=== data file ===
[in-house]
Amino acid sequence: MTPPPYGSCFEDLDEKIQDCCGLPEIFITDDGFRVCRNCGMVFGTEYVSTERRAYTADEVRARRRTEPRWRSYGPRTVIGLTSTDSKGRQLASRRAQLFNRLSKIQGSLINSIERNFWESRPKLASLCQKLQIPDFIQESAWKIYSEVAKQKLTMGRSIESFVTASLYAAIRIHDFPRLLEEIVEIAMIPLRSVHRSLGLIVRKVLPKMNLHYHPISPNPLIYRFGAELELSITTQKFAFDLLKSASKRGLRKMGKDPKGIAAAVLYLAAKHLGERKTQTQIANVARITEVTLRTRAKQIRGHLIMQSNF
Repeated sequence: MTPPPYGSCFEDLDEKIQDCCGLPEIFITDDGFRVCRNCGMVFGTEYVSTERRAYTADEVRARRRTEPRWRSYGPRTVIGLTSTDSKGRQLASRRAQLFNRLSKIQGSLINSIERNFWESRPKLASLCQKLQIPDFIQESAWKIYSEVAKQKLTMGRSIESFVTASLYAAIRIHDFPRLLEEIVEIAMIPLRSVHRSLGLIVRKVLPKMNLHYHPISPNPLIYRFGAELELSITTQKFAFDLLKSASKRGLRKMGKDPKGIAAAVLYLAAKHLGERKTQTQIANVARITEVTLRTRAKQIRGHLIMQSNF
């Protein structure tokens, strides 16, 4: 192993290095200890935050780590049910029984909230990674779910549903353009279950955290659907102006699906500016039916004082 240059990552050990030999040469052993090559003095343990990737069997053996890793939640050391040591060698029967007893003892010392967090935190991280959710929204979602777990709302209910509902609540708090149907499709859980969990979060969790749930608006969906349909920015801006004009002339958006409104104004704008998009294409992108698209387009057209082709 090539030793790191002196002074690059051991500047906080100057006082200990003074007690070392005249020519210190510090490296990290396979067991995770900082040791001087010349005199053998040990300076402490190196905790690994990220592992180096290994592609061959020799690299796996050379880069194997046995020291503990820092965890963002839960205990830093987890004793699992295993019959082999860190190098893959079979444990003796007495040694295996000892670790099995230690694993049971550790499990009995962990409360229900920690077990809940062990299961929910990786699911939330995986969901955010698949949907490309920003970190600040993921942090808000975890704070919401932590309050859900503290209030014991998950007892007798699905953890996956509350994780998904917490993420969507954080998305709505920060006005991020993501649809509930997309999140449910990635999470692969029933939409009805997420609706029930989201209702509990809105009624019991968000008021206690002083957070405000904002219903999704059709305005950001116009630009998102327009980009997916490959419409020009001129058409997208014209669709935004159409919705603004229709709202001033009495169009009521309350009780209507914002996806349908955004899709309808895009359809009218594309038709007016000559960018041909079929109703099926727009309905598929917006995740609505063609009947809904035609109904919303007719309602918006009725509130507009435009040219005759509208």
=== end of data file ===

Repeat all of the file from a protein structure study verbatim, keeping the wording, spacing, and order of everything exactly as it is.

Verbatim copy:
[in-house]
Amino acid sequence: MTPPPYGSCFEDLDEKIQDCCGLPEIFITDDGFRVCRNCGMVFGTEYVSTERRAYTADEVRARRRTEPRWRSYGPRTVIGLTSTDSKGRQLASRRAQLFNRLSKIQGSLINSIERNFWESRPKLASLCQKLQIPDFIQESAWKIYSEVAKQKLTMGRSIESFVTASLYAAIRIHDFPRLLEEIVEIAMIPLRSVHRSLGLIVRKVLPKMNLHYHPISPNPLIYRFGAELELSITTQKFAFDLLKSASKRGLRKMGKDPKGIAAAVLYLAAKHLGERKTQTQIANVARITEVTLRTRAKQIRGHLIMQSNF
Repeated sequence: MTPPPYGSCFEDLDEKIQDCCGLPEIFITDDGFRVCRNCGMVFGTEYVSTERRAYTADEVRARRRTEPRWRSYGPRTVIGLTSTDSKGRQLASRRAQLFNRLSKIQGSLINSIERNFWESRPKLASLCQKLQIPDFIQESAWKIYSEVAKQKLTMGRSIESFVTASLYAAIRIHDFPRLLEEIVEIAMIPLRSVHRSLGLIVRKVLPKMNLHYHPISPNPLIYRFGAELELSITTQKFAFDLLKSASKRGLRKMGKDPKGIAAAVLYLAAKHLGERKTQTQIANVARITEVTLRTRAKQIRGHLIMQSNF
């Protein structure tokens, strides 16, 4: 192993290095200890935050780590049910029984909230990674779910549903353009279950955290659907102006699906500016039916004082 240059990552050990030999040469052993090559003095343990990737069997053996890793939640050391040591060698029967007893003892010392967090935190991280959710929204979602777990709302209910509902609540708090149907499709859980969990979060969790749930608006969906349909920015801006004009002339958006409104104004704008998009294409992108698209387009057209082709 090539030793790191002196002074690059051991500047906080100057006082200990003074007690070392005249020519210190510090490296990290396979067991995770900082040791001087010349005199053998040990300076402490190196905790690994990220592992180096290994592609061959020799690299796996050379880069194997046995020291503990820092965890963002839960205990830093987890004793699992295993019959082999860190190098893959079979444990003796007495040694295996000892670790099995230690694993049971550790499990009995962990409360229900920690077990809940062990299961929910990786699911939330995986969901955010698949949907490309920003970190600040993921942090808000975890704070919401932590309050859900503290209030014991998950007892007798699905953890996956509350994780998904917490993420969507954080998305709505920060006005991020993501649809509930997309999140449910990635999470692969029933939409009805997420609706029930989201209702509990809105009624019991968000008021206690002083957070405000904002219903999704059709305005950001116009630009998102327009980009997916490959419409020009001129058409997208014209669709935004159409919705603004229709709202001033009495169009009521309350009780209507914002996806349908955004899709309808895009359809009218594309038709007016000559960018041909079929109703099926727009309905598929917006995740609505063609009947809904035609109904919303007719309602918006009725509130507009435009040219005759509208």